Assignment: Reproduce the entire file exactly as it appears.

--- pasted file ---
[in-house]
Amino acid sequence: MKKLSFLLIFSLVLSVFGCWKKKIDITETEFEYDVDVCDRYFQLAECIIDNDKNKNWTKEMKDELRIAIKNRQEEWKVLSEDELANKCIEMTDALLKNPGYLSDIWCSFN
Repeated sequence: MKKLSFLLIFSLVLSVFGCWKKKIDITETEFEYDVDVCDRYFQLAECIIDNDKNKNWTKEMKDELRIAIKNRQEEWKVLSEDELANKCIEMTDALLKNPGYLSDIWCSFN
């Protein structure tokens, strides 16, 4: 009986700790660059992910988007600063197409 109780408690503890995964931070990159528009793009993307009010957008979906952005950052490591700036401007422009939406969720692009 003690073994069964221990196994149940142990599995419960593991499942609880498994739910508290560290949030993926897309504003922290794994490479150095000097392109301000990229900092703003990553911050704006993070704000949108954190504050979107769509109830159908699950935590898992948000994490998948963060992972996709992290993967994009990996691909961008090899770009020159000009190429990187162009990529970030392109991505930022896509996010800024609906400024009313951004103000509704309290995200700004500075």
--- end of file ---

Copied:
[in-house]
Amino acid sequence: MKKLSFLLIFSLVLSVFGCWKKKIDITETEFEYDVDVCDRYFQLAECIIDNDKNKNWTKEMKDELRIAIKNRQEEWKVLSEDELANKCIEMTDALLKNPGYLSDIWCSFN
Repeated sequence: MKKLSFLLIFSLVLSVFGCWKKKIDITETEFEYDVDVCDRYFQLAECIIDNDKNKNWTKEMKDELRIAIKNRQEEWKVLSEDELANKCIEMTDALLKNPGYLSDIWCSFN
């Protein structure tokens, strides 16, 4: 009986700790660059992910988007600063197409 109780408690503890995964931070990159528009793009993307009010957008979906952005950052490591700036401007422009939406969720692009 003690073994069964221990196994149940142990599995419960593991499942609880498994739910508290560290949030993926897309504003922290794994490479150095000097392109301000990229900092703003990553911050704006993070704000949108954190504050979107769509109830159908699950935590898992948000994490998948963060992972996709992290993967994009990996691909961008090899770009020159000009190429990187162009990529970030392109991505930022896509996010800024609906400024009313951004103000509704309290995200700004500075």